I rubbed my shoulders with many collision repair professionals all around the world. Most of them are the employees in workshops of different size and profile. Nevertheless, no matter the place, there is always a challenge to keep employees loyal and motivated. Let’s face it, working in the bodyshop is not the easiest job on Earth. Compressor noise, sanding machines’ buzz, clouds of dust and a great variety of organic smells make the working place less appealing, especially for the young generation. On the other hand, those already in business are not loyal to its employers. As an outcome, many collision garages struggle with ever-growing costs associated with employees’ turnover. So, what should you do about it? The fastest way is to learn what the employees in the bodyshop look for in a potential employer. I took an advantage of my position and constant traveling and conducted a yearlong research. Below you can see the main findings in the order of importance.
- Financial benefits.
Well, there it comes as no surprise here. Almost everyone I ever interviewed told me that the level of salary is the first thing he or she would evaluate before accepting a job offer. Many people mentioned that performance related bonuses are also very good tools for the motivation. Nothing new here, you could say. But, is the higher than average salary is enough to attract and keep the best of the best. Definitely, not. Bodyshop workers have many more parameters for consideration.
- Internal climate and company culture.
Surprisingly (or not really), the second most important parameter for someone to choose the place of work is not a tangible or easy to measure thing. Internal climate in a closed business environment like a bodyshop is of utmost importance for the employees’ loyalty. It is tough to describe a good or a bad climate in any particular company, but mostly employees have referred to a company with good culture, as the one, which treats its employees with respect, listens to their comments (especially negative ones), where the boss is approachable and bias-free, and the management style is based on mutual trust, rather than on imposing authority. In a business with great corporate culture all the employees have the voice. Believe me, a lot of problems become visible to the lower level employees much faster than to the higher management. Therefore, the owner of the business must encourage informal and direct communication on all levels. By providing the possibility to speak out, you will not only be able to be proactive, but also you will strengthen the bond between employees inside the company.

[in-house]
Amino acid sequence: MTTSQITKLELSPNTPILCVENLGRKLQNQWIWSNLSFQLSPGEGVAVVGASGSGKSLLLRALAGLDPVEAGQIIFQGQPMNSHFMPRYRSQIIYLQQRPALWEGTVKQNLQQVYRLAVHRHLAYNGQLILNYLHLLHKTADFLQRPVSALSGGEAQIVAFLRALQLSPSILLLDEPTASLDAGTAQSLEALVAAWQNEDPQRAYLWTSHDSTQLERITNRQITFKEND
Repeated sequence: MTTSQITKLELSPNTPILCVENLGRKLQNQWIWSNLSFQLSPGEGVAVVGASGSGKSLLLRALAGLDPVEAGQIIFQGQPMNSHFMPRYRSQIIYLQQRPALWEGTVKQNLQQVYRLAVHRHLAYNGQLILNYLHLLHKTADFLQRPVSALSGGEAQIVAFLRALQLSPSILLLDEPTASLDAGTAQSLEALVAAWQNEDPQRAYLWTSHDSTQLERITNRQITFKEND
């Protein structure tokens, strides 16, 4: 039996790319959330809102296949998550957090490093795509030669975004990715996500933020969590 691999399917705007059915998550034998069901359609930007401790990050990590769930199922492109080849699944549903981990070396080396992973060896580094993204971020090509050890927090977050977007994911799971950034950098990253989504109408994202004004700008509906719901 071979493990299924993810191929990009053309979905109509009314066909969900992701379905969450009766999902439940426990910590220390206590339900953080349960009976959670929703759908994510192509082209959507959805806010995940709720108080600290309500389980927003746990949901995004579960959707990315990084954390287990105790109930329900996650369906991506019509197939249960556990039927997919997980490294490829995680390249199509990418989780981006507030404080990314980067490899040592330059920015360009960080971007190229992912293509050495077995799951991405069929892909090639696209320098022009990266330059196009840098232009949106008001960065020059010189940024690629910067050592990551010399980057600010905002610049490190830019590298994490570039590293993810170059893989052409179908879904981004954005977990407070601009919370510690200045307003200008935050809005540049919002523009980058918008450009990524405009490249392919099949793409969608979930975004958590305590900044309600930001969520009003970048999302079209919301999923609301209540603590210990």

Additionally, I would recommend reserving a budget for team bonding events. It could be a fishing trip, a paintball game or a barbecue party. You will be surprised how many work problems readily revealed and resolved over flipping stakes and having a beer or two.
- Recognition of the effort.
For those of you who is familiar with Maslow’s hierarchy of needs, it is not a well-established fact that every person needs appreciation of their work. Simple “thank you” or “good job” can boost person’s self-esteem and skyrocket the productivity. And no money will ever replace the importance of gratefulness in the long run.
- Working conditions.
This one needs a bit of explanation. All of the people I interviewed ranked good working conditions high; however, the term is very broad. I will try to present to your attention the most frequently mentioned characteristics of a good working environment.
– Well-organized and carefully planned workshop
It is very rare when employees have a say in the bodyshop layout, because, most frequently, they find the shop ready and operating just as it is. However, poorly crafted shop will create a lot of confusion and bottlenecks. Inevitably, this will cause unnecessary tensions and delays. Additionally, if tools of work are misplaced, then your team will spend hours of productive time seeking a sanding machine, abrasives or an air-blowing gun. So, if your shop layout is far from ideal, invest time and money to fix this. Alternatively, your best employees will leave to competitors with easier to navigate working spaces.